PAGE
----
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For His Eyes Only: The Devastating Sexual Objectification Of Nepali Women

09/04/2016 8:32 AM IST | Updated 15/07/2016 8:26 AM IST
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Navesh Chitrakar / Reuters
A Tibetan girl in traditional attire looks into the mirror as she prepares ahead of a performance during a function organised to mark "Losar" or the Tibetan New Year in Kathmandu, Nepal, February 11, 2016. REUTERS/Navesh Chitrakar

Slovenian Philosopher Slavoj Žižek fervently argues that love by default is the ultimate freedom in the world. And the privilege of choice to question the very notion of freedom itself is the responsibility of everyone. He adds, furthermore, that because of our perverse super-ego we like to talk dirty and voyeurism is nothing but the fear of reality and a quick escape to a world where we can achieve pleasure without any effort. These two ingredients--verbal abuse and sexual objectification of women--are rampant in Nepali media in the name of free media and sexual liberation.

Censorship in Nepal is almost nil, and with the advent of the internet and globalization, Nepalis now are more exposed to almost everything. Enemies of the Internet categorizes several countries, including China and India, as state bullies for their censorship policies. Nepal is nowhere in the list and it definitely gives a positive signal for press freedom. On the flipside, this freedom has allowed the unchecked sexual objectification of Nepali women in print as well as, most rampantly so, in online media.

The kind of sexual objectification we see in Nepal also perpetuates the idea that having a fair skin is the sole indicator of being beautiful.

Sexual objectification is where women are presented sexually and their bodies are treated as an object, primarily for men's pleasure and desires. It is a dominant phenomenon in the United States and slowly it has emerged in Nepal too within the scope of movies, modelling, beauty pageants, magazines, YouTube channels, music videos, online news portals and advertisements. In short, sexual objectification is a path to quick money and fame.

The kind of sexual objectification we see in Nepal also perpetuates the idea that having a fair skin is the sole indicator of being beautiful. Other skin colours are seen as somehow inferior or subject to racism and other forms of commercial abuses. On an even more distressing level, sexual objectification contributes to men's visual/online fantasies which may transform into action where women are often the victims and men the perpetrators. Seeing women portrayed in this manner skews the perception of men, and it is not such a stretch to believe that they start regarding women as sexual playthings to be used.

Research suggests that sexual and self-objectification is the direct result of patriarchy and male-dominated industries. Second, psychologists argue that it leads to mental health problems, suicides, eating disorders, an uncontrolled desire for beauty products and clothes, body shaming, shallower relationships, risky sexual behaviours, decreased level of confidence, obsession with bodily perfection, depression and so on. Third, it has become a platform for racism, rape, sexual assaults, and intimidation. Ne incident that comes to mind is the suicide of actress Shrisha Karki who allegedly took her life over a nude photo. What might happen to your sense of dignity if your worth is evaluated in terms of your body and its purpose as an object of gratification?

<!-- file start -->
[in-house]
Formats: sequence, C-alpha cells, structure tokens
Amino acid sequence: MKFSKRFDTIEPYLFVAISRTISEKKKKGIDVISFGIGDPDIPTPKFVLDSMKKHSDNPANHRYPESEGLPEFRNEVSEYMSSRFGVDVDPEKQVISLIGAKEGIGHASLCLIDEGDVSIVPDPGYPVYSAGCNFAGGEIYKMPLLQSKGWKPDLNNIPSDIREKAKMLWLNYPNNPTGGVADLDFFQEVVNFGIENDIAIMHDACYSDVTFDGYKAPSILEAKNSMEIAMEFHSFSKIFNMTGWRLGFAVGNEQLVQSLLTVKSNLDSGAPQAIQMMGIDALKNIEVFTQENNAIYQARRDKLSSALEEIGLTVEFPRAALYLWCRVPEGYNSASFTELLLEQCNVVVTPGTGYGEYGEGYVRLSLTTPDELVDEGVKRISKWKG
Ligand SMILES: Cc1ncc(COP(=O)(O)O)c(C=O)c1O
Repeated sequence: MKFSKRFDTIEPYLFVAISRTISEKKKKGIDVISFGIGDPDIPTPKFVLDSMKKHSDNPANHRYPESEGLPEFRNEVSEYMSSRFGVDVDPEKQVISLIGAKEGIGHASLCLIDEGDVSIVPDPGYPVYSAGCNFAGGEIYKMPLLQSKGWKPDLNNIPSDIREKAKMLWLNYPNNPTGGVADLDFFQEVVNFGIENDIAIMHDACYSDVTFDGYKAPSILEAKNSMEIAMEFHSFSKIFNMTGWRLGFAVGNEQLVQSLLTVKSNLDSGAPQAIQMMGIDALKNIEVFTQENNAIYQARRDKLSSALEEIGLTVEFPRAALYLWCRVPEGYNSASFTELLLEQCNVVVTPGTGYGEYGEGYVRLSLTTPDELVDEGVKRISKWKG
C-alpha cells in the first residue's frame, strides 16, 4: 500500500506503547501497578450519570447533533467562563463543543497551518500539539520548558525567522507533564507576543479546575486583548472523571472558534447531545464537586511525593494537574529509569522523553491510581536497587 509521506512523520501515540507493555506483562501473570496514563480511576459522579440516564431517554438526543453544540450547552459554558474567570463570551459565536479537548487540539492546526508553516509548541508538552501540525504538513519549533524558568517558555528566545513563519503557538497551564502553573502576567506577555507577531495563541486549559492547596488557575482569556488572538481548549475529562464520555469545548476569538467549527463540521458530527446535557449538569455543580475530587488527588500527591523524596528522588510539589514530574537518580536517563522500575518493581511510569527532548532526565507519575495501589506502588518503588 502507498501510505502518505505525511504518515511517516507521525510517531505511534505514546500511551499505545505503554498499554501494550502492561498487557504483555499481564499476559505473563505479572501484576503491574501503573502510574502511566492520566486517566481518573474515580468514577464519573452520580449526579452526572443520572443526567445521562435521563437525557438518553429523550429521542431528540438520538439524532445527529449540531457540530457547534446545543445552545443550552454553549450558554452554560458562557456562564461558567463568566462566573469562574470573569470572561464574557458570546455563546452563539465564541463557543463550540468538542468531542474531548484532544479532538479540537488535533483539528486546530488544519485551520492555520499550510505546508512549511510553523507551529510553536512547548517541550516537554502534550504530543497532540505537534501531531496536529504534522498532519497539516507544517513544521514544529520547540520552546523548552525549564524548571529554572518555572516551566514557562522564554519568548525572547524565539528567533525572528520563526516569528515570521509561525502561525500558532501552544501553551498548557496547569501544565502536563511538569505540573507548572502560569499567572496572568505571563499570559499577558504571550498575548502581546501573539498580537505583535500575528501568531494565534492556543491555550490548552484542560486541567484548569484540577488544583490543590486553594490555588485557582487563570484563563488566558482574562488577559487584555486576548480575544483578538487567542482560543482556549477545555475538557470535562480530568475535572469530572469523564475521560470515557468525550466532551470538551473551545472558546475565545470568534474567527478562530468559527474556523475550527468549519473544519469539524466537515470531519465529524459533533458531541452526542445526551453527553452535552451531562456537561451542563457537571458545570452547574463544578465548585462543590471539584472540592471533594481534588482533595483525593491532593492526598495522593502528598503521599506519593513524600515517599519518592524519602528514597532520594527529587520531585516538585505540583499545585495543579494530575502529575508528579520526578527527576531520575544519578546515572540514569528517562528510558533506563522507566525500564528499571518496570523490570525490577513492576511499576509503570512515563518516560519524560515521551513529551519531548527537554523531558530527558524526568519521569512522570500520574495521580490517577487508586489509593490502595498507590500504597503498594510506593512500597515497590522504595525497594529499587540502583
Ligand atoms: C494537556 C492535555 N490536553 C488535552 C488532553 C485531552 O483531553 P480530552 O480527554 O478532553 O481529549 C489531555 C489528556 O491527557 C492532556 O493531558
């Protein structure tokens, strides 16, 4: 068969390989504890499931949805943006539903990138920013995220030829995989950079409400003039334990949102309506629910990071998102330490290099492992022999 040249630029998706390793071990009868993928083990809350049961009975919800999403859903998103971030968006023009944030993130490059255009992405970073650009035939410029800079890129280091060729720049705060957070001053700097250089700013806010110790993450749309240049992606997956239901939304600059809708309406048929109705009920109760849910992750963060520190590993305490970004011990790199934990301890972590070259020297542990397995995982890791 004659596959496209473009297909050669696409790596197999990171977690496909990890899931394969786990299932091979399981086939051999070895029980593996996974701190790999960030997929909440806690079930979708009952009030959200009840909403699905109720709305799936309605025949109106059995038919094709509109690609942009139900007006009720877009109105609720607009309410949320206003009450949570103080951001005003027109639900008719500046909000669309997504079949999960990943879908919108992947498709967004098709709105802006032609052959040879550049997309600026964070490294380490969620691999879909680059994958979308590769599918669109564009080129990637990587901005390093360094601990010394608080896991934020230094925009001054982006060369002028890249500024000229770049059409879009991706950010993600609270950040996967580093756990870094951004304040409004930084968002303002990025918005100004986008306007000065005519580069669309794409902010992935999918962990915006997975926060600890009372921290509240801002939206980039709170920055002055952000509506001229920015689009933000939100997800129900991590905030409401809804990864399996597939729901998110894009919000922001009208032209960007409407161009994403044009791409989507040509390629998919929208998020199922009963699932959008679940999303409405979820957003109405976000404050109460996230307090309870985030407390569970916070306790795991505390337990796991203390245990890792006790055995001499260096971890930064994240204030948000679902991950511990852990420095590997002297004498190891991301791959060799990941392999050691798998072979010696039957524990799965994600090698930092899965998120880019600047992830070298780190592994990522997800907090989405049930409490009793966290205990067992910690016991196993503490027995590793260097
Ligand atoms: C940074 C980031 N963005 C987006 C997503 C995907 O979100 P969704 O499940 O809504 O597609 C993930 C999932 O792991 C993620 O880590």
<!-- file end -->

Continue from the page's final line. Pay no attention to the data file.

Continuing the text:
Women may also start believing that harnessing their appearance and sexuality is the only way for them to 'make good' rather than nurturing their talents and abilities.

Soft porn sites featuring Nepali women are mushrooming at an unprecedented rate, and without any regulation, thus perpetuating the idea that women are to be treated as sexual objects, targets for the male gaze. A woman, this way, becomes a man's property. On the other hand, women who self-objectify, may feel obliged to flirt more, to extend sexual invitations because it is somehow expected of them, to see other women as competition for the male attention that guarantees her worth.

Women may also start believing that harnessing their appearance and sexuality is the only way for them to 'make good' rather than nurturing their talents and abilities. Poverty and lack of education are also closely correlated with sexual objectification in Nepal. The Nepali media too isn't gender-friendly and have little compunction about objectifying women to better their business.

If we are to believe that Nepal is going to progress gender-wise then it must hand over rights to women and then let them deal with the issue of sexual liberation. For now the focus should be on stopping the sexual objectification of Nepali women in both the print and online media and educating men about this serious issue in order to cultivate a culture of not treating women as receptacles or embodiments of male fantasies. A woman should have the freedom to wear what she wants and even if she walks bikini-clad no harm should be done against her. A woman should become what she wants to be--even the first PM of Nepal.

Now that's real freedom--where women can enjoy their lives without fear of harm. For us men, we have the choice to either give respect to women and see their value and worth beyond sex or continue to be blinded by the ugly lure of sexual objectification.

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